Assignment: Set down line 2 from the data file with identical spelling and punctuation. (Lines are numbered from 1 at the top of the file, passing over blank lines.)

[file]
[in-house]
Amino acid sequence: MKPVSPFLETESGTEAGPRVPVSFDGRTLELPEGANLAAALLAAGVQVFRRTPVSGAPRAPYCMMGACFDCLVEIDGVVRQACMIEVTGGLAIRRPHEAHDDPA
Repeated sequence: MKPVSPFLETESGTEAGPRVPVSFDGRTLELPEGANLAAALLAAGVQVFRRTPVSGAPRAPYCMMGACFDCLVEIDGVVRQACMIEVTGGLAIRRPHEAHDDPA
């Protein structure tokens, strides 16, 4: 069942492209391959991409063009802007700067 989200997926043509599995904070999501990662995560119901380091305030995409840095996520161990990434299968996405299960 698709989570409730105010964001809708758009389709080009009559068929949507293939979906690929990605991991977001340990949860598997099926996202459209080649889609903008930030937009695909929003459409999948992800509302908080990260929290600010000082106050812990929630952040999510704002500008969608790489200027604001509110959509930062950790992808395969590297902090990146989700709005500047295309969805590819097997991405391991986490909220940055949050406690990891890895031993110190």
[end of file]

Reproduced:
Amino acid sequence: MKPVSPFLETESGTEAGPRVPVSFDGRTLELPEGANLAAALLAAGVQVFRRTPVSGAPRAPYCMMGACFDCLVEIDGVVRQACMIEVTGGLAIRRPHEAHDDPA